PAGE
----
Yet, despite all these aural pleasures, there is something slightly dissatisfying for me about these quartet sessions. It’s not just the absence of bass since Ra is adequately providing the bottom end on synthesizer (at least most of the time), so I can only point the finger at the laconic—if not downright sleepy—drumming of Luqman Ali. To be fair, his subtle, sensitive touch contributes to the relaxed, dreamy quality of the albums. But I find myself wanting more from him on the longer, weirder tracks like “Bridge to the 9th Dimension” or “Constellation,” where his boom-chick rhythms remain stubbornly earthbound, only taking off with the addition of Gilmore’s overdubbed drums and percussion. I realize that it is totally unreasonable to expect Ronnie Boykins and Clifford Jarvis to be in the rhythm section, but I can’t help but imagine what that might have sounded like.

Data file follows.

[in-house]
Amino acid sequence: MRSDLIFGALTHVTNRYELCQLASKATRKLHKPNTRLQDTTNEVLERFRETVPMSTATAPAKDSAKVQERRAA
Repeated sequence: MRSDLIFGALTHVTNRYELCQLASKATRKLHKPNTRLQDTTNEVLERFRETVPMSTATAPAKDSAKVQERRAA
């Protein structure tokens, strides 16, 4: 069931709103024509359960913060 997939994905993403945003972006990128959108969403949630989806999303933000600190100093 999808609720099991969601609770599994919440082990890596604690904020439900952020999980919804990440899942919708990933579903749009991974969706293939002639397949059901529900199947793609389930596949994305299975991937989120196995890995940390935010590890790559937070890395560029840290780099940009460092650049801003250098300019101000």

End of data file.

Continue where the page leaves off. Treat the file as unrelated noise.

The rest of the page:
Nevertheless, there is an undeniably magical quality to the Horos—and especially Other Voices, Other Blues—which makes them uniquely special, with a loose, exploratory feel reminiscent of the classic Choreographer’s Workshop recordings. Beyond Gilmore’s phenomenal soloing and the ear-tickling studio wizardry, it is Sun Ra’s uncanny ability to transform the cheesiest, most primitive electronic keyboards (and beat-up pianos) into powerfully expressive instruments that is most impressive here. Turning these humble tools into a virtual orchestra of tones, timbres and effects, Ra demonstrates his mastery of electronic (and electrified) music while his compositions—mostly thrown together in the studio—show his effectiveness as an arranger and bandleader, with the simple but flexible heads allowing the small ensemble to wander far and wide. Curiously, Ra did not bother to provide proper titles to these new works, leaving them to Horo to invent. “Springtime and Summer Idyll,” “One Day in Rome” and “Along the Tiber” (and New Steps titles like “Friend and Friendship”) are probably not what Sonny had in mind and are embarrassingly incongruous to the music. However, I suspect he signed away his publishing in order to make these records, so he didn’t (or couldn’t) care what they were called. Whatever, these are inimitably Sun Ra compositions, however slight they may appear on the surface.